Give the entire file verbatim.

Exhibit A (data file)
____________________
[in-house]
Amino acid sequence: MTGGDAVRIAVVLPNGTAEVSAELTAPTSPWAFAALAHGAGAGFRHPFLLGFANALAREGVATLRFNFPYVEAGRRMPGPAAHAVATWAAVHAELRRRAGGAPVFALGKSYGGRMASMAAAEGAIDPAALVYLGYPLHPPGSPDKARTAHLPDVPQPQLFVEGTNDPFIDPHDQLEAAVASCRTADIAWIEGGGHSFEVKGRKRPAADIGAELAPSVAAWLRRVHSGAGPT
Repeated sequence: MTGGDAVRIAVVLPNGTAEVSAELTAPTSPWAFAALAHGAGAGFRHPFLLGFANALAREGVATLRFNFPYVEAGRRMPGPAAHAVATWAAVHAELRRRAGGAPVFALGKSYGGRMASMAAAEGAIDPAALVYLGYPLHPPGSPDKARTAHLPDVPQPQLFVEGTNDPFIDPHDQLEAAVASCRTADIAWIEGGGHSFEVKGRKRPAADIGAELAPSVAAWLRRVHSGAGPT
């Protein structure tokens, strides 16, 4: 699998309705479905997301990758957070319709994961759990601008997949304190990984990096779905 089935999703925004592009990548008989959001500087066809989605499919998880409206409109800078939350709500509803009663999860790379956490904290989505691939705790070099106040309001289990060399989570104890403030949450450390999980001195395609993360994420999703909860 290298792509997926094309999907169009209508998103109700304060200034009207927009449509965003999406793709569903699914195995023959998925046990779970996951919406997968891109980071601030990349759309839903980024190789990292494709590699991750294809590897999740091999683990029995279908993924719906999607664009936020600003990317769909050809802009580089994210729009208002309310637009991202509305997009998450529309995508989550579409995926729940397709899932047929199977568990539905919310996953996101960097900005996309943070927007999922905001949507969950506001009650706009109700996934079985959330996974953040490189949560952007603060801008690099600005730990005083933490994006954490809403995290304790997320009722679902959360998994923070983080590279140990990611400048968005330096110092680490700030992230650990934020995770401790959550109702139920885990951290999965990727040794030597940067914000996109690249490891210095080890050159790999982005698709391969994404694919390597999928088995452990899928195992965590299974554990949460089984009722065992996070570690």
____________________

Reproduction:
[in-house]
Amino acid sequence: MTGGDAVRIAVVLPNGTAEVSAELTAPTSPWAFAALAHGAGAGFRHPFLLGFANALAREGVATLRFNFPYVEAGRRMPGPAAHAVATWAAVHAELRRRAGGAPVFALGKSYGGRMASMAAAEGAIDPAALVYLGYPLHPPGSPDKARTAHLPDVPQPQLFVEGTNDPFIDPHDQLEAAVASCRTADIAWIEGGGHSFEVKGRKRPAADIGAELAPSVAAWLRRVHSGAGPT
Repeated sequence: MTGGDAVRIAVVLPNGTAEVSAELTAPTSPWAFAALAHGAGAGFRHPFLLGFANALAREGVATLRFNFPYVEAGRRMPGPAAHAVATWAAVHAELRRRAGGAPVFALGKSYGGRMASMAAAEGAIDPAALVYLGYPLHPPGSPDKARTAHLPDVPQPQLFVEGTNDPFIDPHDQLEAAVASCRTADIAWIEGGGHSFEVKGRKRPAADIGAELAPSVAAWLRRVHSGAGPT
């Protein structure tokens, strides 16, 4: 699998309705479905997301990758957070319709994961759990601008997949304190990984990096779905 089935999703925004592009990548008989959001500087066809989605499919998880409206409109800078939350709500509803009663999860790379956490904290989505691939705790070099106040309001289990060399989570104890403030949450450390999980001195395609993360994420999703909860 290298792509997926094309999907169009209508998103109700304060200034009207927009449509965003999406793709569903699914195995023959998925046990779970996951919406997968891109980071601030990349759309839903980024190789990292494709590699991750294809590897999740091999683990029995279908993924719906999607664009936020600003990317769909050809802009580089994210729009208002309310637009991202509305997009998450529309995508989550579409995926729940397709899932047929199977568990539905919310996953996101960097900005996309943070927007999922905001949507969950506001009650706009109700996934079985959330996974953040490189949560952007603060801008690099600005730990005083933490994006954490809403995290304790997320009722679902959360998994923070983080590279140990990611400048968005330096110092680490700030992230650990934020995770401790959550109702139920885990951290999965990727040794030597940067914000996109690249490891210095080890050159790999982005698709391969994404694919390597999928088995452990899928195992965590299974554990949460089984009722065992996070570690």